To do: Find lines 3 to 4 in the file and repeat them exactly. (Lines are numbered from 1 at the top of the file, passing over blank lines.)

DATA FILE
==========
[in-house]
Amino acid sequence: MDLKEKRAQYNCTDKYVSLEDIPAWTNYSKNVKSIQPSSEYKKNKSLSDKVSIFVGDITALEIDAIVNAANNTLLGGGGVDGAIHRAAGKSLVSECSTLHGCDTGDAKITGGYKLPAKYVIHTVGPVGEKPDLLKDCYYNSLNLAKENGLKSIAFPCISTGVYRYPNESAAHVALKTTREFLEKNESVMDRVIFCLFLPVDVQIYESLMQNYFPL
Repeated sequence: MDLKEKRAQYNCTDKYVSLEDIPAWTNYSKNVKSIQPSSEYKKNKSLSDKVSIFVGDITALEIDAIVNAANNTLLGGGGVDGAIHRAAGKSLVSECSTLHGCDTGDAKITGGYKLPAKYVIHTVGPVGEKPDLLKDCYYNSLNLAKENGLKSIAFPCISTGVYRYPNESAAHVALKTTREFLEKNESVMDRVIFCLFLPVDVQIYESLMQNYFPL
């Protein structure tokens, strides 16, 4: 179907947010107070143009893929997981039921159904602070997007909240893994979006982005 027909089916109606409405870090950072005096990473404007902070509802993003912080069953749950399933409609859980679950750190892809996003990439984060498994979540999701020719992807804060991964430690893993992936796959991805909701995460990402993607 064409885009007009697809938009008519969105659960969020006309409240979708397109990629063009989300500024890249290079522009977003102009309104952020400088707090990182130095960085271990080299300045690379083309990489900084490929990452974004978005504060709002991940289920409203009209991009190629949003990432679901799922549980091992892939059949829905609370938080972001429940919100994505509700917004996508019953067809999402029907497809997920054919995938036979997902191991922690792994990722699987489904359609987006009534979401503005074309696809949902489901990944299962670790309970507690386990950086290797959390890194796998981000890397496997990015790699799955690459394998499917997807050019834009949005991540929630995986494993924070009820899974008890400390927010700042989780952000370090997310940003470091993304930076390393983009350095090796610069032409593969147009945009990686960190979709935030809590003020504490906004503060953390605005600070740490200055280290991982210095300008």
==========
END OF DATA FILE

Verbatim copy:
Repeated sequence: MDLKEKRAQYNCTDKYVSLEDIPAWTNYSKNVKSIQPSSEYKKNKSLSDKVSIFVGDITALEIDAIVNAANNTLLGGGGVDGAIHRAAGKSLVSECSTLHGCDTGDAKITGGYKLPAKYVIHTVGPVGEKPDLLKDCYYNSLNLAKENGLKSIAFPCISTGVYRYPNESAAHVALKTTREFLEKNESVMDRVIFCLFLPVDVQIYESLMQNYFPL
């Protein structure tokens, strides 16, 4: 179907947010107070143009893929997981039921159904602070997007909240893994979006982005 027909089916109606409405870090950072005096990473404007902070509802993003912080069953749950399933409609859980679950750190892809996003990439984060498994979540999701020719992807804060991964430690893993992936796959991805909701995460990402993607 064409885009007009697809938009008519969105659960969020006309409240979708397109990629063009989300500024890249290079522009977003102009309104952020400088707090990182130095960085271990080299300045690379083309990489900084490929990452974004978005504060709002991940289920409203009209991009190629949003990432679901799922549980091992892939059949829905609370938080972001429940919100994505509700917004996508019953067809999402029907497809997920054919995938036979997902191991922690792994990722699987489904359609987006009534979401503005074309696809949902489901990944299962670790309970507690386990950086290797959390890194796998981000890397496997990015790699799955690459394998499917997807050019834009949005991540929630995986494993924070009820899974008890400390927010700042989780952000370090997310940003470091993304930076390393983009350095090796610069032409593969147009945009990686960190979709935030809590003020504490906004503060953390605005600070740490200055280290991982210095300008």